Good Energy vs. Ecotricity: which Green Electricity Supplier to use?

A war is ongoing between Britain's leading 'Green' electricity suppliers, with Ecotricity especially keen to slag Good Energy off at every opportunity. But why?

Let's back up and examine what it means to try to buy green or greener electricity. Hopefully it means buying electricity only or overwhelmingly from sustainable, ideally renewable sources, like wind/wave/solar power. Ideally it means that nobody has been exploited to generate the power (suppliers treated fairly by the distributor / power companies).

Most (maybe all?) conventional electricity providers in the UK offer some kind of 'Green' tariff. Where some or even all of your electricity comes from renewable sources. For this you pay a somewhat increased rate, and the Lekki provider promises to buy as many units as you consume from renewable sources.

Which sounds great, except that they are provided to buy so much percentage of electricity by law, anyway. So getting onto a Green Electricity Tariff doesn't really encourage the development of renewables, it just helps the company fulfill its legal obligations.

So next step up (in the ethically pure-minded ladder) is to buy electricity from a dedicated provider, which is how we get to the slanging match between the UK's leading 'Green' Electricity suppliers: Good Energy and Ecotricity. Good Energy promises that all the energy it provides comes from renewable sources, wind/solar and waves. It has never been an important part of Good Energy's business model to invest directly in new generation schemes, BUT they would argue, they do encourage a climate of investment by paying a premium rate to producers. Otherwise, they operate almost purely as distributors. This is one of Ecotricity's chief criticisms, that Good Energy is only in it for profit. Good Energy would counter that they do many things to encourage small scale generation, and that they own and are renovating their own production site: the Delabole Windfarm in North Cornwall. In contrast, Ecotricity operates much more like a conventional electricity company, but with a huge emphasis on and commitment to investment in new sources of renewable electricity that can be measured in many MW rather than kW. Ecotricity include nuclear power and fossil fuels as part of their sources, however, which they see as a subsidy to their investment plans. It is fair to say that Ecotricity really does do what they say; they are investing in wind farms and similar technologies as fast and as much as anyone could reasonably expect them to.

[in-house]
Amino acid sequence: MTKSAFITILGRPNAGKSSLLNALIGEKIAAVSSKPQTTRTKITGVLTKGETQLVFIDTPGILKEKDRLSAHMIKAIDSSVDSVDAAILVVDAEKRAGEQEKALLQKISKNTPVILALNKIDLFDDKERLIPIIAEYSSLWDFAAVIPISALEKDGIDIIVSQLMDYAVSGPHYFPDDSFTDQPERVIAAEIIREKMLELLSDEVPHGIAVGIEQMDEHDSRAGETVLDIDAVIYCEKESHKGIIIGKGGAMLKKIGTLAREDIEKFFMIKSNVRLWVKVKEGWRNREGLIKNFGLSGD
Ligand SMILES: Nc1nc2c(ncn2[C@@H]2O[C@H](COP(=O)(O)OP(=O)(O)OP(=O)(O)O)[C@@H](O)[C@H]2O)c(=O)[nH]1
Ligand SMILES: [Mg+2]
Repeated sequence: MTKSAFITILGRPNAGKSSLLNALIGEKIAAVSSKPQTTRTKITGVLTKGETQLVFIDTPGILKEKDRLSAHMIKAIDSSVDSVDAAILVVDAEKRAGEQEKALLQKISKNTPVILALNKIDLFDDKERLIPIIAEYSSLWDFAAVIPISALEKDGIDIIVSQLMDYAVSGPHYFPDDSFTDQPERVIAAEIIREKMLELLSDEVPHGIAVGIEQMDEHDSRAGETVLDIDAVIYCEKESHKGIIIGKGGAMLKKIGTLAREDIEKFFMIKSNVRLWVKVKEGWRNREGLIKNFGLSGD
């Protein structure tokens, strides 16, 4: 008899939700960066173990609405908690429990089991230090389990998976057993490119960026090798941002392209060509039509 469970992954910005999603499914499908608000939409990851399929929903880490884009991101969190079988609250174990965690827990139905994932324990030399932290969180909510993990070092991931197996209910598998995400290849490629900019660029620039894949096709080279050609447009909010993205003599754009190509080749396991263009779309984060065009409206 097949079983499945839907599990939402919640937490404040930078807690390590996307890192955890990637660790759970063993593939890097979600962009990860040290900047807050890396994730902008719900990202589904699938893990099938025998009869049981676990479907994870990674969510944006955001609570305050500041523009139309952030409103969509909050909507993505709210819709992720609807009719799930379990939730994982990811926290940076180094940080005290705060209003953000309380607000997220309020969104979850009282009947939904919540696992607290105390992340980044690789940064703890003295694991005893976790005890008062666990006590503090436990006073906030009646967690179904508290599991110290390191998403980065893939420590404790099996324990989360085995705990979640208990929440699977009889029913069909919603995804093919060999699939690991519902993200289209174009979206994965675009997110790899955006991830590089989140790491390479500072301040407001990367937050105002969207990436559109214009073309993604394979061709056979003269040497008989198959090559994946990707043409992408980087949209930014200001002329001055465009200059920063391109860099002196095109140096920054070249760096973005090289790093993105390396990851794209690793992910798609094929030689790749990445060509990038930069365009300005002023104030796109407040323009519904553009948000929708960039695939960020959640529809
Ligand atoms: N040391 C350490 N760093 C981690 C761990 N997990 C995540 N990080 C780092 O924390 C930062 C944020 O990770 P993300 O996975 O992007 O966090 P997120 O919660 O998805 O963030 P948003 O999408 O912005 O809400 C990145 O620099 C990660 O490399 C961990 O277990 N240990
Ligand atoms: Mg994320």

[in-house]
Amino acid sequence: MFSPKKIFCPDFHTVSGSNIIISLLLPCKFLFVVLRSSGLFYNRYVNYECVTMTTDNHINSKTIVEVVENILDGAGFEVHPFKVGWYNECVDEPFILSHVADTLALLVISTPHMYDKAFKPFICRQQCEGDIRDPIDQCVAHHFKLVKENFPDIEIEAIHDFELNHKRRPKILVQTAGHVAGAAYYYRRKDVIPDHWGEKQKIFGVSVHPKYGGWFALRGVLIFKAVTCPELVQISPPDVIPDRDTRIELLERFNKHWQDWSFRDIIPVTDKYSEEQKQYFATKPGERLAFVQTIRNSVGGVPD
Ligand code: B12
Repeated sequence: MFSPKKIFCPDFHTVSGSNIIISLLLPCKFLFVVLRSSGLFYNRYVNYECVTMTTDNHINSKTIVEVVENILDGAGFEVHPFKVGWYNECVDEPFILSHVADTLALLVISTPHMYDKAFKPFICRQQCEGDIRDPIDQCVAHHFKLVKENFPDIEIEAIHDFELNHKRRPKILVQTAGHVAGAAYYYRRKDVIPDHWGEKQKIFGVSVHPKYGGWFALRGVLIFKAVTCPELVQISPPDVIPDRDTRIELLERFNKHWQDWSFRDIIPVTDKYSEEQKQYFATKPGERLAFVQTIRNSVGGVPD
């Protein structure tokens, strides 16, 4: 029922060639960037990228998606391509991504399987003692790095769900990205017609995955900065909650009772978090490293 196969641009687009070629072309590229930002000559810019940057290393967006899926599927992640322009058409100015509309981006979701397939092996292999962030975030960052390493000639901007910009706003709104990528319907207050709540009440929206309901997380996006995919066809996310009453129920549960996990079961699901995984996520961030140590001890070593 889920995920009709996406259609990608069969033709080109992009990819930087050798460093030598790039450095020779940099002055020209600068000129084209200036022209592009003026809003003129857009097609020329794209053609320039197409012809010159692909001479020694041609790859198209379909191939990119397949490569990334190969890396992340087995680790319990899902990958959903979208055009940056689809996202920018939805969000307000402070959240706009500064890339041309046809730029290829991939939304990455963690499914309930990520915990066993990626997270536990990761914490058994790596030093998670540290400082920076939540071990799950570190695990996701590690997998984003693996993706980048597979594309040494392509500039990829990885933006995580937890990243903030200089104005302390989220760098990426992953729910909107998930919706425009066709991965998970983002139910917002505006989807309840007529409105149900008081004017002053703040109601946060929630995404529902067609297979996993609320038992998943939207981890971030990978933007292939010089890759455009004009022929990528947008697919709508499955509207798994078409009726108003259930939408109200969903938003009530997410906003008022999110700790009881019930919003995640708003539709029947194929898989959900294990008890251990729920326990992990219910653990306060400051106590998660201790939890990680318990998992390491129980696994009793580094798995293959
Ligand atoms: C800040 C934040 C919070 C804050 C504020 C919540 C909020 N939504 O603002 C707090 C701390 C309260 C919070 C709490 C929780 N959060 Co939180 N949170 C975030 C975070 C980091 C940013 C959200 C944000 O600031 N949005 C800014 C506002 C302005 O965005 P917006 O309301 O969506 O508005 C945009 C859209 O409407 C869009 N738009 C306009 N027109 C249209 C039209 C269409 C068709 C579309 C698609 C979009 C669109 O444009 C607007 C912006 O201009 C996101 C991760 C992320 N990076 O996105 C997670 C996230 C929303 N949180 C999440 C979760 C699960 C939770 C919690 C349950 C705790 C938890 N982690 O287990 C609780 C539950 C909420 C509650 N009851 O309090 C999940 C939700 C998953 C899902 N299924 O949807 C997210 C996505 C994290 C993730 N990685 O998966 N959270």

So why are they at each other's throats?

At the end of the day, it's a very competitive industry. The scramble for customers is not just for the Ethically-minded consumers, but for everybody's custom. Although the bigger and better the lies and insinuations about how the other guys operate, the more likely the public is to just throw up their hands in despair and stick with what they know.

Here's a sample of Ecotricty's public attacks on Good Energy:

My guess is that Ecotricity -- especially its spokesman, Dale Vince -- is so strident in its criticisms of Good Energy because they are sick of encountering the same arguments again and again. So why do Ecotricity use fossil fuel sources? Because it's the only way to get from where the UK energy supply situation is now to get to where Ecotricity wants to be, by springboarding on the back of the present reality of where UK electricity needs to come from. Ecotricity is trying to take a long view, whereas Good Energy is simply meeting customer demand (which may be too short-sighted).

So what's a consumer to do?

There's no absolute moral high ground here. The UK Green Party is not endorsing any particular company and neither would I. Ecotricity is probably a greener choice for its long term aims, but its public jibes at Good Energy are annoying to say the very least.